Enlightenment Through Beauty

Posted by Virginia Shore
August 13, 2010
Snow Geese II

About the Author: Virginia Shore serves as Chief Curator for ART in EMBASSIES.

As India prepares to celebrate its independence this weekend, it's worth noting the work of Subhankar Banerjee. A native of Kolkata, Banerjee's tireless devotion to highlighting the effects of climate change have taken him around the world. His photographs show the beauty of nature and its inherent vulnerability. The Art in Embassies permanent collection for the U.S. consulate facility in Mumbai will soon include three of Banarjee's photographs. The reproductions of Snow Geese II, Oil and The Caribou were taken in the Jago River Coastal Plain in the Arctic National Wildlife Refuge.

Subhankar Banerjee, a scientist born in India, first fell in love with photography on his travels through the United States in search of the mythic wilderness of the American West. Banerjee's monumental photographs of the land are captivating, evocative and poetic. He successfully enables the viewer to transcend the breathtaking landscape to perceive the pressing ecological concerns endangering the land and the species on view. He enlightens his audience through beauty.

Describing the photograph to be displayed in Mumbai and featured in this entry, Subhankar Banerjee wrote, "Nearly 300,000 snow-geese arrive from their nesting ground in the Canadian high Arctic to the coast plain of the Arctic National Wildlife Refuge in early autumn. They feed sixteen hours a day on a type of cotton grass to build fat before they start their long migration South to places like New Mexico (my home), California, Texas, and Mexico. During spring and summer months nearly ninety species migrate to the coastal plain from all six continents to nest and rear their young, to molt, to stage, and to feed. In my mind through migrations of these birds, Arctic National Wildlife Refuges gets connected to every land and oceans of the planet."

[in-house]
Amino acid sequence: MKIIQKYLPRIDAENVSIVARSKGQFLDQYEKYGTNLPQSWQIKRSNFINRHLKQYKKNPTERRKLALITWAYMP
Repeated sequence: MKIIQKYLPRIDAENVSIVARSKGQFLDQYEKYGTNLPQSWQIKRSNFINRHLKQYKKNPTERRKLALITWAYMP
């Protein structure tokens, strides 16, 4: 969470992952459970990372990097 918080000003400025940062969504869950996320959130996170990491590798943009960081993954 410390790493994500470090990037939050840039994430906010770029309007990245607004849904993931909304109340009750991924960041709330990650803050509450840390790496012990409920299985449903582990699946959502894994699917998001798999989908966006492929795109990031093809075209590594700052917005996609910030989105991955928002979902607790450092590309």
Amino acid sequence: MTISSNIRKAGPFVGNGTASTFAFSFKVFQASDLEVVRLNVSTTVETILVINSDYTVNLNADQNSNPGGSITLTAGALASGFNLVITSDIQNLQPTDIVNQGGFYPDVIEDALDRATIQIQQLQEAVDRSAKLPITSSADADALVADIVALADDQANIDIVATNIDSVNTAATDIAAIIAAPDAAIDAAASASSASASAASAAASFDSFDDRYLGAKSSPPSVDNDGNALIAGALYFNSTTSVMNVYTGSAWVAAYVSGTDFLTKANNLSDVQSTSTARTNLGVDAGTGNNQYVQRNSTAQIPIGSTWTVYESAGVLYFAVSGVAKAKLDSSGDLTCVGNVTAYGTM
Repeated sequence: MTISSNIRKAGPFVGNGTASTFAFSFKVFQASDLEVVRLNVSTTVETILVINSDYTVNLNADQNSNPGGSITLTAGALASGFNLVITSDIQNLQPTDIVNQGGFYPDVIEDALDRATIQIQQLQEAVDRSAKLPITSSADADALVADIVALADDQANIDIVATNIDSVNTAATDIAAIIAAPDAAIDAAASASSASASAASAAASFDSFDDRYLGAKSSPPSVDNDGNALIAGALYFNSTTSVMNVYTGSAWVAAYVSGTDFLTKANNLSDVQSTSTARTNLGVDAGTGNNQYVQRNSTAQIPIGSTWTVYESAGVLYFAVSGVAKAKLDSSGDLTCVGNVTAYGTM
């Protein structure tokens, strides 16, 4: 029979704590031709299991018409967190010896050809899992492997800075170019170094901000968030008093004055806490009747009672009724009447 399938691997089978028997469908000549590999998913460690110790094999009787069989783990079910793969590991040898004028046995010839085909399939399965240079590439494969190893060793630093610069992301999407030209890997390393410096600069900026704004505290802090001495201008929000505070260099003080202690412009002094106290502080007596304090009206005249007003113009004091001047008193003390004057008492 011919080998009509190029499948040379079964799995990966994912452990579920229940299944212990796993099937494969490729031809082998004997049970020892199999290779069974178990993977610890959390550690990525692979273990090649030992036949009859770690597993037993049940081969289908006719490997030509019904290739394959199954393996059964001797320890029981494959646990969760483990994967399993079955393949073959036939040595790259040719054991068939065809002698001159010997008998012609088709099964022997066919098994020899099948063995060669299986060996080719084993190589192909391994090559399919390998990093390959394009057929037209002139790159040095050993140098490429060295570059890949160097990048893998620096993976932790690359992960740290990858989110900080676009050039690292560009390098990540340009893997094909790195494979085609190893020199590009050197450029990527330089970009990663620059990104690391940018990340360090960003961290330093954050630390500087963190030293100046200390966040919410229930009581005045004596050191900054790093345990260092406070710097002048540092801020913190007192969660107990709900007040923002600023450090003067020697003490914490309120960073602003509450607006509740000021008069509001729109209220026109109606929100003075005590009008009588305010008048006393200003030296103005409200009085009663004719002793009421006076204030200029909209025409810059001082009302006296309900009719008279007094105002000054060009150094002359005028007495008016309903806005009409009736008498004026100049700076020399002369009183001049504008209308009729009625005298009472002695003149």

More than 50 museums and galleries in the United States and Europe have featured his work, and he's participated in numerous panels at prominent universities and political venues. He continues to advocate for conservation as he continues his work as a photographer. While India celebrates independence and national sovereignty, Banerjee's work reminds us of the interconnectedness that transcends national boundaries.

Related Content: Secretary Clinton delivers a message for India's Independence Day.



john b.
Colorado, USA
August 14, 2010

John B. in Colorado writes:

Subhanker Banerjee is a true master - especially his photos of the Arctic National wildlife refuge. His work been instrumental in the conservation efforts of the ecologically and culturally significant areas of the American Arctic.

Jacob G.
August 15, 2010

Jacob G. writes:

The picture is simply spectacular.

Patrick W.
Maryland, USA
August 17, 2010

Patrick W. in Maryland writes:

I have had very deep thoughts about this photo and its's meaning.

And i think, he's saying WooHoo Birds are still here...:) I maybe wrong LOL.

George H.
New Mexico, USA
August 18, 2010

George M.H. in New Mexico writes:

Subhankar Banerjee, a native of India, has more than made great art with his camera and eye. He has saved the Artic National Wildlife Reserve from the devastating effects of oil exploration, oil drilling, road and pipeline construction and the inevitable spills and contamination which have plagued almost every venture on this sort.

He is a national hero in his adopted country, the United States of America. We all owe him our thanks for preserving a precious place

Tim A.
United States
September 21, 2010

Tim A. in the U.S.A. writes:

I think that his work is truly inspiring.


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